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Sars ‘can still be contained’

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The World Health Organization chief says the world has a “window of opportunity” to contain the pneumonia-like virus which has claimed about 300 lives.

The World Health Organization chief says the world has a “window of opportunity” to contain the pneumonia-like virus which has claimed about 300 lives. Strict new measures being implemented in Asia, at the heart of the Severe Acute Respiratory Syndrome (Sars) epidemic, were not over the top but “prudent and necessary”, said Gro Harlem Brundtland. On Sunday, Hong Kong announced 12 new deaths and China reported nine – eight in Beijing. Of 161 reported new infections, four-fifths were in Beijing. In response to the escalating crisis, Beijing shut down what the official news agency called “all entertainment businesses involving mass public gatherings” – cinemas, theatres, and internet cafes as well as schools. Authorities in Taiwan have announced the island’s first Sars death. They have imposed a two-week ban on entry to visitors from badly affected areas, including China, Hong Kong, Singapore and Toronto, Canada. Taiwanese citizens returning from such areas face 10 days’ quarantine. It was among several countries announcing stringent new measures to try and contain the illness. ‘Century’s first epidemic’ Asked on the BBC’s Breakfast With Frost programme whether Sars was the “first global epidemic of the 21st Century”, the WHO director-general replied: “Yes, this is correct. It will historically be seen that way.” She said the world still had a “window of opportunity to avoid the virus becoming endemic, such as flu and HIV… to contain it – lessen it where it is, and stop it spreading”. Ms Brundtland said advocating tough action – such as advising against travel to Toronto – was not excessive. “We are doing what is prudent and necessary … before [the disease] becomes global and constant,” she said. “If this outbreak reaches poor, undeveloped parts of Africa, we are in trouble.” China, where Sars is thought to have originated, is – after a wave of criticism for its initial reticence – now taking big steps to try to contain the illness. Entertainment centres and other public places have been closed down in Beijing, where 126 of 161 new cases were reported on Sunday. Beijing’s third-largest university was reportedly sealed off, with no-one allowed to enter or leave. However, BBC correspondent Jonathan Head says the government is worried that the virus could have been carried into rural China with an apparent exodus from the capital – conjuring a nightmare scenario of mass contagion. He says the government is suspicious at the lack of cases being reported in big rural provinces. Vice Premier Wu Yi – who stepped into the shoes of the sacked health minister – is to send inspection teams to look for signs of a continuing cover-up. In other parts of Asia: Authorities in Taiwan place a two-week moratorium on visa issue for visitors from afflicted areas, and put its own citizens returning home into 10 days’ quarantine after a 56-year-old man became the island’s first sufferer to die In the Philippines – which has recorded four cases and two deaths – the government says violators of quarantine could be detained by police. An estimated 200 people in one town, where a nursing aide died, have been placed under mass quarantine Cases in Singapore appear to be declining, with the imposition of stringent measures including thermal imaging of passengers at airports to detect those with high temperatures The WHO says Vietnam – which has reported no new cases of Sars in 18 days – could be declared the first country to have contained its outbreak. Asian health ministers met on Saturday to discuss how to co-ordinate the response to Sars. In a statement released afterwards, they said they were “convinced of the effectiveness of screening of passengers before they leave affected areas in preventing the spread of Sars”. They agreed to share information to trace the spread of the virus, but each country still has discretion on whether to accept travellers from affected regions Hong Kong announced a further 12 deaths – taking the total number so far to 133 – and 16 new cases of Sars on Sunday. Two health workers were among those newly infected, it said. Six deaths announced there on Saturday included a 28-year-old man. He is believed to be a computer engineer who lived in Kowloon and the youngest victim in the territory so far. The death of a young, and apparently fit, man stoked fears that the disease was becoming more virulent.Fears of the economic impact are playing on the minds of many governments in the affected area, the BBC’s Jonathan Head reports from Singapore. High mobility among East Asia’s populations has been a crucial factor in its economic success, he says, and without it the region’s prosperity is bound to suffer. (Source: BBC, Sunday, 27 April, 2003, 14:20 GMT 15:20 UK)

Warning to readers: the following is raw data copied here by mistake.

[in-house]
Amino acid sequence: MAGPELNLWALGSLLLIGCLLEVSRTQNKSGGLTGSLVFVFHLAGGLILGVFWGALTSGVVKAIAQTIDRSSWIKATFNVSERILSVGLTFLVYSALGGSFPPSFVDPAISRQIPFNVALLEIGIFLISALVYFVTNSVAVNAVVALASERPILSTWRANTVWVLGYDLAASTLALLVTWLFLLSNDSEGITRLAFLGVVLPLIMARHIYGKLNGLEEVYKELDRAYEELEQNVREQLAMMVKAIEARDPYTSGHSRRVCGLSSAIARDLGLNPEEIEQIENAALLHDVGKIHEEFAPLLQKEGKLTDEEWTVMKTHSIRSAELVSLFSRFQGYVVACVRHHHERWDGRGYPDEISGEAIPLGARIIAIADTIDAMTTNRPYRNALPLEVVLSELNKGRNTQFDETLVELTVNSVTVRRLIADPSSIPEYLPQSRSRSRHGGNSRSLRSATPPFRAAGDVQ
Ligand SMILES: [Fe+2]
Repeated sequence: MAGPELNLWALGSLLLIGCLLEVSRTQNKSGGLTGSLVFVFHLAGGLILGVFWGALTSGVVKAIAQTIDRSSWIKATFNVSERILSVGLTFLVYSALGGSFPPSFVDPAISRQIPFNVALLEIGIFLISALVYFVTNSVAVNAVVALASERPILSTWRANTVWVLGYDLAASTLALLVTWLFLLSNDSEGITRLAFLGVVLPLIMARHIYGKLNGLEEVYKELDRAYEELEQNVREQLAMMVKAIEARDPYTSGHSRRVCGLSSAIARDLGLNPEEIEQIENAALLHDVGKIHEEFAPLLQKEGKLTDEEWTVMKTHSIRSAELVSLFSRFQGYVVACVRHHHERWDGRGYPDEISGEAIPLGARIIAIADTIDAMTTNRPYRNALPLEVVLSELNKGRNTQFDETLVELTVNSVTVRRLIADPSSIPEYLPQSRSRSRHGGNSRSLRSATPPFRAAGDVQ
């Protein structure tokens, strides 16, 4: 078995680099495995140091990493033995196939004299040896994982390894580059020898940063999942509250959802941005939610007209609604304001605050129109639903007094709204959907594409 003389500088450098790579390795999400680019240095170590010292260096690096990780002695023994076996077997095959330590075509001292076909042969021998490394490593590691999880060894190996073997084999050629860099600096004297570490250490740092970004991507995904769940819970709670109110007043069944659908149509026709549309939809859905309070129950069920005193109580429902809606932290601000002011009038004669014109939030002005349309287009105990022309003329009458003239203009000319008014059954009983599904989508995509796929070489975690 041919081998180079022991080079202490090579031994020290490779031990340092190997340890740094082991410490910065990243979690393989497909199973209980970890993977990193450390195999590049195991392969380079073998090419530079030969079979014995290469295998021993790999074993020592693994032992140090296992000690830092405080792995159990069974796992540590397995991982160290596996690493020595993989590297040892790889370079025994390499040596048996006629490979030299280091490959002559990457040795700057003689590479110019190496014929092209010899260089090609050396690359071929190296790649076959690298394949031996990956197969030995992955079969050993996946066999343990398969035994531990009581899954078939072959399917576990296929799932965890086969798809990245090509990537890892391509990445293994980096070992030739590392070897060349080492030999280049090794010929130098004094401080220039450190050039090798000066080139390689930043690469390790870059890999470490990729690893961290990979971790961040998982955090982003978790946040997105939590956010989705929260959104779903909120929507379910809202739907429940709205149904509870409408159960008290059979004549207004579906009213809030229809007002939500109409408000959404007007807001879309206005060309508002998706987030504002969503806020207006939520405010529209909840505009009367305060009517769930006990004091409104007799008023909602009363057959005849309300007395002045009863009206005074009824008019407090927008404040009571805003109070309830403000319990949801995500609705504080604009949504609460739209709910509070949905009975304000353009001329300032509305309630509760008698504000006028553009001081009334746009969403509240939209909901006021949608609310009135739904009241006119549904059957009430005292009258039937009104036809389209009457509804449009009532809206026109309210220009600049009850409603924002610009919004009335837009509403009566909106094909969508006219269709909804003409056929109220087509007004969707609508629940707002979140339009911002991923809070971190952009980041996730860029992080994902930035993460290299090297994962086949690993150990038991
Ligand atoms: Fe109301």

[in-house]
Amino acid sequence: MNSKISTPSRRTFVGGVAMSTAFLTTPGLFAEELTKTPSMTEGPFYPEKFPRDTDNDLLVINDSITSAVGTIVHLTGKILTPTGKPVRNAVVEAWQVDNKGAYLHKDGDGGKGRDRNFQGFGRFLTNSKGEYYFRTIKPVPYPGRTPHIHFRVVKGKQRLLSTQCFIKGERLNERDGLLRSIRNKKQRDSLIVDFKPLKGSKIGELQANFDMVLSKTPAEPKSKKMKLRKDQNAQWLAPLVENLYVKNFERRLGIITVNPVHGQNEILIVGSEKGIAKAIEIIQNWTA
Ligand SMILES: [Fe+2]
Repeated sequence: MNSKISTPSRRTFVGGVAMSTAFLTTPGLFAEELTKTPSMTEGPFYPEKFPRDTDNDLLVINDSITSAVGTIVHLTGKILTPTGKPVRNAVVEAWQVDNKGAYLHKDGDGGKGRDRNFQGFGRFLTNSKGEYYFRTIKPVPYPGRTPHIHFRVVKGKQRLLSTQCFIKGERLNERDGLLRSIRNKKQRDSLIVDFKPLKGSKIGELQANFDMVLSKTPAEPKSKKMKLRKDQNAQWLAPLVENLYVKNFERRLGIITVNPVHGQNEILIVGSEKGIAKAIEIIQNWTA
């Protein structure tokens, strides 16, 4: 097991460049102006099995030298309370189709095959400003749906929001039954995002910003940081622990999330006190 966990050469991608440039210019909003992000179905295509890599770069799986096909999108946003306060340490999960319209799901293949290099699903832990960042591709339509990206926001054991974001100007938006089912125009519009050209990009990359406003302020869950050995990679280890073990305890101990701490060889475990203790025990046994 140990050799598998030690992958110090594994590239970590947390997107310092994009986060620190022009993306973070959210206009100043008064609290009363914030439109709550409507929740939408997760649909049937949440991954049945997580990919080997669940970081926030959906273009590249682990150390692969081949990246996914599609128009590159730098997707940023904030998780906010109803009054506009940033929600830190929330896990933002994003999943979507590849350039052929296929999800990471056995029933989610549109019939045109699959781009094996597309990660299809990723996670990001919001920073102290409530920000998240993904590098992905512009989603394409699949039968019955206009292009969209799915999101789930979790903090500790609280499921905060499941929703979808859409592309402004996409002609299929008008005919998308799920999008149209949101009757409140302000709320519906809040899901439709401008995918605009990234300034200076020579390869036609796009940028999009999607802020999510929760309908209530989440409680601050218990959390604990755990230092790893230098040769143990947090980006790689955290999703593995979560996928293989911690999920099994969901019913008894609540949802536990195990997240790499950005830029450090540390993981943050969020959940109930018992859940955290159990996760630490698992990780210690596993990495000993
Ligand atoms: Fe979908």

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Posted On: 28 April, 2003
Modified On: 5 December, 2013

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